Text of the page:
Isotopes of metallic contaminants (lead, copper, zinc, nickel) and nutrients (nitrates, phosphates) are extremely useful for identifying their sources and the processes controlling their fate in water resources.
13 December 2019
 Main sources of metals, nitrogen (N) and phosphorus (P) in catchment areas

Main sources of metals, nitrogen (N) and phosphorus (P) in catchment areas.

© BRGM – A-M. Desaulty

The need

The Water Framework Directive (WFD) aims, among other things, to prevent and reduce water contamination. Effective measurement programmes to achieve quality objectives require a good knowledge of the origin of the contaminants, especially for those with multiple origins. For instance, nitrogen and phosphorus are of agricultural origin but are also found in wastewater discharges. Similarly, metal emissions are linked to mining, agricultural and industrial activities (the latter via liquid or atmospheric discharges, and the leaching of stored residues/waste).

The results

Within the framework of Theme F “New tools and knowledge to optimise monitoring strategies” of the Scientific and Technical Programme run by AQUAREF (the French reference laboratory for monitoring the aquatic environment), a bibliographic survey was made to assess the state of knowledge and maturity of the use of isotopic tools for environmental issues:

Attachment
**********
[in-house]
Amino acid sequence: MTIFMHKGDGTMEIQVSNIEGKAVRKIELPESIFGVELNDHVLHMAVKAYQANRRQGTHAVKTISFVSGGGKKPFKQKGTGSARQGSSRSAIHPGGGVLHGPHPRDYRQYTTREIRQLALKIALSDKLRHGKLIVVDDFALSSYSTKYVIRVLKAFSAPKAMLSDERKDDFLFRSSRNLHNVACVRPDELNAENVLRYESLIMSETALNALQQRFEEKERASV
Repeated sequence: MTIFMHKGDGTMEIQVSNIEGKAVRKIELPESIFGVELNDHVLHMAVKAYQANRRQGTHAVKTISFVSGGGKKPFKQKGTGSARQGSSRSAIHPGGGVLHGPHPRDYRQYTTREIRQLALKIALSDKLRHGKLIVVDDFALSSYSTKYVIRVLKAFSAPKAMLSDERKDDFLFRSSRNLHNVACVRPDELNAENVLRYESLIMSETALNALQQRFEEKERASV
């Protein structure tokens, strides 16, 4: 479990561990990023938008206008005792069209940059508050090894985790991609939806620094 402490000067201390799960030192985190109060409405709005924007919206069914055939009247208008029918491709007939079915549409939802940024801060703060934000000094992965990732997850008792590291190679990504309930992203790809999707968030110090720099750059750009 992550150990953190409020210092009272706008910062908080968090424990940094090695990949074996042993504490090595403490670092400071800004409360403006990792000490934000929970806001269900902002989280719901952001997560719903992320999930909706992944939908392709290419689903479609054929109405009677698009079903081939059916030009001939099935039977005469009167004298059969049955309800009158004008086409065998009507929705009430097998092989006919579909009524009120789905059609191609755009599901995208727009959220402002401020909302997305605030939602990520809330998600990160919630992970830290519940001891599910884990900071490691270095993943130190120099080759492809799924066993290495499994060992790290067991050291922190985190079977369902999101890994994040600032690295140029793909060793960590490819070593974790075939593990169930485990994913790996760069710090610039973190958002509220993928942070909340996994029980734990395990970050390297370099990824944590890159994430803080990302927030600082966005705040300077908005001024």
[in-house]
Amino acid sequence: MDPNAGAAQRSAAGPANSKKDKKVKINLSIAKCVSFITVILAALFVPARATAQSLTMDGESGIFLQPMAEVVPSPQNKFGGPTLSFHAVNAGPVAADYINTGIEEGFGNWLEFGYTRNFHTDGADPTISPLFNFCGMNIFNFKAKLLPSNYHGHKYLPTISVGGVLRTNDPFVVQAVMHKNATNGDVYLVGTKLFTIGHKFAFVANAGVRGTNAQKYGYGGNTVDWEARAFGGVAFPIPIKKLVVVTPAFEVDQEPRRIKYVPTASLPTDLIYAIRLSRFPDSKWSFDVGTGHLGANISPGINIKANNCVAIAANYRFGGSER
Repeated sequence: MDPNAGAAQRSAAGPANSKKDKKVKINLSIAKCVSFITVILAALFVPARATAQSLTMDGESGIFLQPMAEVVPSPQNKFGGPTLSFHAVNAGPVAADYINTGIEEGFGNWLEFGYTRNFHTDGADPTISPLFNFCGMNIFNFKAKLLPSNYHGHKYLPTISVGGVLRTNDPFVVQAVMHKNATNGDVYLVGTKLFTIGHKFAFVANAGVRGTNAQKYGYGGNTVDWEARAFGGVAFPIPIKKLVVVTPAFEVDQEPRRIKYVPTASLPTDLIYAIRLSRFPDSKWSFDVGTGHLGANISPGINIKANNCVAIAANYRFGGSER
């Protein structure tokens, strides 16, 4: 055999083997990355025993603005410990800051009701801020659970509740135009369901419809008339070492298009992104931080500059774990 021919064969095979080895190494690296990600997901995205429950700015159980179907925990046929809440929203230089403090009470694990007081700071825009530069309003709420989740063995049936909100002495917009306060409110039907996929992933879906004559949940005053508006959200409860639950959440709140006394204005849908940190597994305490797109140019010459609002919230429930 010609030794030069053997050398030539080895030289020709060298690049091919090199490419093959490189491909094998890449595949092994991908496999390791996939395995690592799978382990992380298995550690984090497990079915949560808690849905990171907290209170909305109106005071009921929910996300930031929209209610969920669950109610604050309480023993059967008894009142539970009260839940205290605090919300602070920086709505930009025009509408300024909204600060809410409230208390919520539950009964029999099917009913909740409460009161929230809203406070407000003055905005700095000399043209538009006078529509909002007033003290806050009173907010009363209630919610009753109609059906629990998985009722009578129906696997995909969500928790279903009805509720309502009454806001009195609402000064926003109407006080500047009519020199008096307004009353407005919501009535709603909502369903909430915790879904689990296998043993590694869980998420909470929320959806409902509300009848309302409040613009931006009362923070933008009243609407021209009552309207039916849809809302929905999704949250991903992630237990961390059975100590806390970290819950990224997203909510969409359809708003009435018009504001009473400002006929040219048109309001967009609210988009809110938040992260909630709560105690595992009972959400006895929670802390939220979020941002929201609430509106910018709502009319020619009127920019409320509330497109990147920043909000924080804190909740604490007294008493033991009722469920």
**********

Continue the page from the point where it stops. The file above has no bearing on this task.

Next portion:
• Nitrate isotopes: the original isotope signatures of contamination sources can evolve during the nitrogen cycle, but they are nevertheless very useful for identifying sources and can give information about processes, e.g. denitrification;
  • Not much is known about phosphate isotopes at the present time and more research is needed before they can be used to identify sources;
  • Lead isotopes have proved their usefulness in discriminating between natural and anthropogenic sources (gasoline, industry);
  • Zinc isotopes are good tracers of the origin of natural, urban and industrial substances. Secondary processes can alter signatures and thus complicate interpretation regarding sources;
  • Copper and nickel isotopes have been studied relatively little, and their potential for addressing environmental issues has yet to be fully assessed.

Using the results

Isotopes cannot be used systematically in the regular monitoring networks set up under the WFD; they should only be resorted to for in-depth studies on sectors where specific problems have been identified, e.g. for metals, between a natural and an anthropogenic geochemical background and, for nitrates, an upward trend in concentrations despite the measures taken. In addition, coupling these techniques with other tools (e.g. co-tracers of waste water) or with several isotopic tools (e.g. nitrates and boron) significantly improves our understanding of sources, transformations and the dynamics of environments.

The partners

  • French Agency for Biodiversity (AFB)